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A Midland Alpine Gardener's Diary

This entry: 10 August 2011 by Diane Clement

Diary Entry No 46 - A week in the Engadine - Part 1

We often travel to the European alps in the third week of July, rather late for the main flush of alpine plants, but we cannot go any earlier due to work.  So we always try to select a resort that is high enough still to have plants remaining, and also with lifts to be able to get as high as possible.  This year, after recommendations from a few people (to whom, thanks!) we visited Pontresina for the first time.  Pontresina is at an altitude of 1800m in the Graubünden or Grisons canton of Switzerland, in the far south east of the country, bordering with Italy.  Pontresina is on the River Flaz, a tributary of the River En.  Romansch is the local language of the area and En is the Romansch word for the river Inn, thus En-gadine translates as “The garden of the Inn”.  The source of the river Inn/En is in the high mountains around the Engadine valley, and it flows east to Innsbruck in Austria (to which it gives its German name) and finally flows into the Danube at Passau in Germany and thence into the Black Sea.

Close by is the larger and more famous resort of St Moritz which nestles in the main En Valley with high mountains each side.  The whole area is very easy to travel around, a good network of trains and buses link the towns and villages in the valleys and there are many cable cars and chair lifts to transport you easily up to the mountains.  We were very pleased to find that our hotel was part of a scheme offering a tourist pass with free access to all the lifts, buses and trains.  This pass was advertised at 200SF, so it was a considerable bonus to be given this free, and it offset the astronomical prices asked for coffee and cakes in the area.

When I research places to visit I have found it helpful to have walks described, and for this holiday I took copies of previously described walks, so for the sake of anyone who might wish to visit the area, I’ve put in the details of how we travelled.  Switzerland (and Austria) are extremely well organised for walkers and routes are well marked, with plenty of refreshment stops en route.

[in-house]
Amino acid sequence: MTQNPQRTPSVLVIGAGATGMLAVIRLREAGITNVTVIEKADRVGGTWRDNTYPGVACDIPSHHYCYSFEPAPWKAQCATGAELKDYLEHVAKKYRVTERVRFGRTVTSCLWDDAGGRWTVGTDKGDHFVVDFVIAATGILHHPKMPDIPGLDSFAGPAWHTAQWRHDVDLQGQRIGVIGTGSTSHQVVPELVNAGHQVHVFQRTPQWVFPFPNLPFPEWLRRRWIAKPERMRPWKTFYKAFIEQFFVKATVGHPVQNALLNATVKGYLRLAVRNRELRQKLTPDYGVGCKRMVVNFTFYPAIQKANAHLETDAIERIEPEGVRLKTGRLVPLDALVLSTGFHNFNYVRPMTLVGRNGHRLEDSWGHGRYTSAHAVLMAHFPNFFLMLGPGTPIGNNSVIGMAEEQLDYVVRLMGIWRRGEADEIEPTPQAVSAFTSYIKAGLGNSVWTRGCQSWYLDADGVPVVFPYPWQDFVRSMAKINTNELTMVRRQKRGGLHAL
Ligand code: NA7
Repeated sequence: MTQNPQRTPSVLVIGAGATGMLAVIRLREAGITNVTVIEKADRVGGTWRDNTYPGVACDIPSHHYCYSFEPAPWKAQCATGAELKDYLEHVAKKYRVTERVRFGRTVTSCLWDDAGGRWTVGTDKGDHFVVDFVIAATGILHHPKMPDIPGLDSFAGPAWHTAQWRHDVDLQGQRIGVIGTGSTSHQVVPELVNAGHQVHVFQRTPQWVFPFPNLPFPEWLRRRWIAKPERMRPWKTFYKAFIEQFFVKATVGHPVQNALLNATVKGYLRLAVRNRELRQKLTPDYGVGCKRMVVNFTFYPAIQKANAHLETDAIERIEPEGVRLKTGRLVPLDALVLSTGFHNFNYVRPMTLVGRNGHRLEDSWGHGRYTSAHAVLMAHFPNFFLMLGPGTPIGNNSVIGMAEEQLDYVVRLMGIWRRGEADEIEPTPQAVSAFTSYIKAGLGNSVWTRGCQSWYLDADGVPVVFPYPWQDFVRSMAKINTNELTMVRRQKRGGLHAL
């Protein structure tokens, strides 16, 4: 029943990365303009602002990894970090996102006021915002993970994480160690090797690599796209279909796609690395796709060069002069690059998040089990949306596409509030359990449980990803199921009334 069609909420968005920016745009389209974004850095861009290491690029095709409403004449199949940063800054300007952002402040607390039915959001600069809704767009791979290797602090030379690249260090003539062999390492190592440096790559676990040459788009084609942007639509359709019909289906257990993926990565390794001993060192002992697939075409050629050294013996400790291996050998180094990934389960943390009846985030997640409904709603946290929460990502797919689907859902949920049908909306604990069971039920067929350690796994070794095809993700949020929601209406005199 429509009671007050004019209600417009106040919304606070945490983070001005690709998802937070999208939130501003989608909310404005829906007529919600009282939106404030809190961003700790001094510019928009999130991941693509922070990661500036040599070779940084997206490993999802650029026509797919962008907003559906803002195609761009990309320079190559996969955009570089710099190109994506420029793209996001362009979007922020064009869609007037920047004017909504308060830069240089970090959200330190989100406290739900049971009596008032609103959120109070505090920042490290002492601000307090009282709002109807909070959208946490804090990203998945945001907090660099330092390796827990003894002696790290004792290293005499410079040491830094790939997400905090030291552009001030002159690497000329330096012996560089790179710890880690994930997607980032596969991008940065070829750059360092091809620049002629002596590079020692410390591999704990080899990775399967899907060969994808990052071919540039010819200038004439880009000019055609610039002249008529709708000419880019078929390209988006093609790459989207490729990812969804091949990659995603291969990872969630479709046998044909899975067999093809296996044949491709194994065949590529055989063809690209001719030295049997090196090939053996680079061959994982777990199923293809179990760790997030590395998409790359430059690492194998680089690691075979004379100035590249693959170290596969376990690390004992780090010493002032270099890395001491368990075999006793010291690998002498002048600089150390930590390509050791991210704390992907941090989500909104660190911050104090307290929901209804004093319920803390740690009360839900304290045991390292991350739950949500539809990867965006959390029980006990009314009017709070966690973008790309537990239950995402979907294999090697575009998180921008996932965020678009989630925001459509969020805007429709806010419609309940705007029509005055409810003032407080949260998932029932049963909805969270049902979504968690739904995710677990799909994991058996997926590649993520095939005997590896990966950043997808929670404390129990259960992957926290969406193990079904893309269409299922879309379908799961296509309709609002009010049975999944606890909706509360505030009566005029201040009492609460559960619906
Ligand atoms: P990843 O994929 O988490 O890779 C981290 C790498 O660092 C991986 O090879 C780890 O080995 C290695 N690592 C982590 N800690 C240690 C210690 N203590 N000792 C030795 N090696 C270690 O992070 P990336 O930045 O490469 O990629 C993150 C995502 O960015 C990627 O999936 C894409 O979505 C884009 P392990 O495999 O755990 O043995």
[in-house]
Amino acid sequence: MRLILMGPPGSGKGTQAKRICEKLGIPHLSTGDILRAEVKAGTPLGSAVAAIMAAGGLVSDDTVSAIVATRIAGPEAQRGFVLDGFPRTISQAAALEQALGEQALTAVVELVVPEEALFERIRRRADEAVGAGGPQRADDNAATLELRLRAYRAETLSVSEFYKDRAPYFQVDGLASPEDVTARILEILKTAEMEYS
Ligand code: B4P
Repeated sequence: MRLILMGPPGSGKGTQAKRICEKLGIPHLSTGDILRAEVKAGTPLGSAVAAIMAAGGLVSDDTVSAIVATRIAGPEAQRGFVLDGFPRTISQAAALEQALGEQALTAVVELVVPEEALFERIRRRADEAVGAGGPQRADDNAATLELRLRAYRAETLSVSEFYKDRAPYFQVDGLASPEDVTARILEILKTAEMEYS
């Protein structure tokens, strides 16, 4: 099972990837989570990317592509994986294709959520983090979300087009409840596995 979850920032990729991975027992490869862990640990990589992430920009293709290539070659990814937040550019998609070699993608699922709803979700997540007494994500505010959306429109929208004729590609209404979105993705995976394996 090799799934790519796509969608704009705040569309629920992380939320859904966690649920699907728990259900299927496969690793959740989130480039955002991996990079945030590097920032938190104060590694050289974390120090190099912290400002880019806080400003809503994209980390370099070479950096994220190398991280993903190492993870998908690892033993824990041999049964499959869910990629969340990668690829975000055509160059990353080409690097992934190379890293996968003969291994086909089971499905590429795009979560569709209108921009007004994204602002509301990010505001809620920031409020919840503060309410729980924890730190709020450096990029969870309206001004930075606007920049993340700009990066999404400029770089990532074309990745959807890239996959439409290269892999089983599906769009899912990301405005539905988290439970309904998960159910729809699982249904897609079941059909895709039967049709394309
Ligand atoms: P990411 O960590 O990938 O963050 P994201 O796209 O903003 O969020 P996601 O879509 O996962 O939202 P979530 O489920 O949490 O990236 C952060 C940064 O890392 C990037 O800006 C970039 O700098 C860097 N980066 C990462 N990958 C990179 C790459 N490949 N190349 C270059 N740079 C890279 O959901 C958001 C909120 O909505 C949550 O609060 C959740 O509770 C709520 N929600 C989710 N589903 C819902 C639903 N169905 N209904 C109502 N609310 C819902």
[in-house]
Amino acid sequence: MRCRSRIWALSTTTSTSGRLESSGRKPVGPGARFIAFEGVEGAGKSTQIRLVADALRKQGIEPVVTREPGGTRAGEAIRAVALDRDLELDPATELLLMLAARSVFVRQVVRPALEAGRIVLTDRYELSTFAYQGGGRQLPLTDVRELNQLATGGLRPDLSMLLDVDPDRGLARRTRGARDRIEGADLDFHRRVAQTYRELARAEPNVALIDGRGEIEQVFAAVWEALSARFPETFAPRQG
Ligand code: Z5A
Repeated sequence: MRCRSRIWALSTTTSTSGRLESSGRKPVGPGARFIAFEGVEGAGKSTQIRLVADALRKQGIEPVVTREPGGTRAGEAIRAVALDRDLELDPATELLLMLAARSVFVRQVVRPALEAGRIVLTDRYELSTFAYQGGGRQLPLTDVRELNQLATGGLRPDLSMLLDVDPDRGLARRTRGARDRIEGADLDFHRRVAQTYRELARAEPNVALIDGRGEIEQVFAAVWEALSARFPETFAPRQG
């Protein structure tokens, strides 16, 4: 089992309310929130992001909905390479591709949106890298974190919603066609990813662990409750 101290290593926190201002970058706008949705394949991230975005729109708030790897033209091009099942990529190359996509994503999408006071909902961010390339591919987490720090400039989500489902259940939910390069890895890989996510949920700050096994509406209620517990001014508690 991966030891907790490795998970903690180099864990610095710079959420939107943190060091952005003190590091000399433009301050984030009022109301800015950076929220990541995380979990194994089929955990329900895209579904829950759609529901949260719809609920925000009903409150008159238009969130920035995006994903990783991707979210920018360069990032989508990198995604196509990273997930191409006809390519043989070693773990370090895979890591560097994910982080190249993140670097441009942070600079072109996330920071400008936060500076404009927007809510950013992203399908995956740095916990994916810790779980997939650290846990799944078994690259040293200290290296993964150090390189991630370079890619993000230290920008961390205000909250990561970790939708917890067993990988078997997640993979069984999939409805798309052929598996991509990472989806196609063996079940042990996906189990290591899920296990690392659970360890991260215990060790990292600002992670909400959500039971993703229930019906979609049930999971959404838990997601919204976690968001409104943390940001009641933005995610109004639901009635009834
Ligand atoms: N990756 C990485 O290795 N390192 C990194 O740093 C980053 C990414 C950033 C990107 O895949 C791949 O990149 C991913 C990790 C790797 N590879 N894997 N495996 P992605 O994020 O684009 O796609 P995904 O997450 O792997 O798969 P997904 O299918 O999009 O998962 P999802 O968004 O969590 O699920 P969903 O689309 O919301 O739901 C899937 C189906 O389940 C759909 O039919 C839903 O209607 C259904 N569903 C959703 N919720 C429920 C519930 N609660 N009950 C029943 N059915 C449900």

Day 1 - Alp Languard and the Panoramaweg

 

 

Chair Lift from Pontresina at 1805m to Alp Languard at 2330m then walk on the Panoramaweg to Unterer Schafelberg (old style mountain hut with refreshments), then on to Muottas Muragl at 2456m (more refreshments here), then Funicular back down to the Pontresina valley, then bus back to Pontresina

 

 

 

This is a nice style of walk - lift up to a high ridge, walk along the ridge, then get another lift back down, no real steep ascents or descents, walking just above the tree line most of the way.

 

View from Alp Languard, looking down towards Pontresina, (St Moritz can be seen back left of the picture)

The start of our walk - and yes, it was as cold as it looked!

Onto the plants we saw on the way.

Sempervivum arachnoideum

Pyrola minor

Gymnadenia conopsea

Where the path had been covered by a landslide, a direct passage had been made

I was surprised to see Daphe alpina

Lilium martagon was common in the meadows and edge of woodlands

Saxifraga ? burseriana

Jacobae incana ssp carniolica (previously Senecio incanus ssp carniolicus).  This eastern ssp is less silvery hairy than the type and is an attractive little plant worthy of a place on the rock garden.  The taxonomists have been busy with the Genus Senecio and have separated Senecio sect. Jacobaea into its own genus.

 

 

A good day for wildlife, including Nutcracker Nucifraga caryocatactes, a bird often heard and usually only seen as a fleeting glance as it flies away.  This one posed and squawked long enough to get a photo (although still a rather poor distant shot)

 

We wouldn’t have seen this Ibex without the help of a chap with binoculars who pointed it out to us.  Sorry again for the poor picture, it was a long way down the steep valley, standing on a concrete block

 

 

And so to the marmots with their amazingly loud voices.  It's surprising difficult to locate the source of the sound as it echoes around the mountains.  We eventually spotted a family group that allowed me to get close enough to take a few pictures

 

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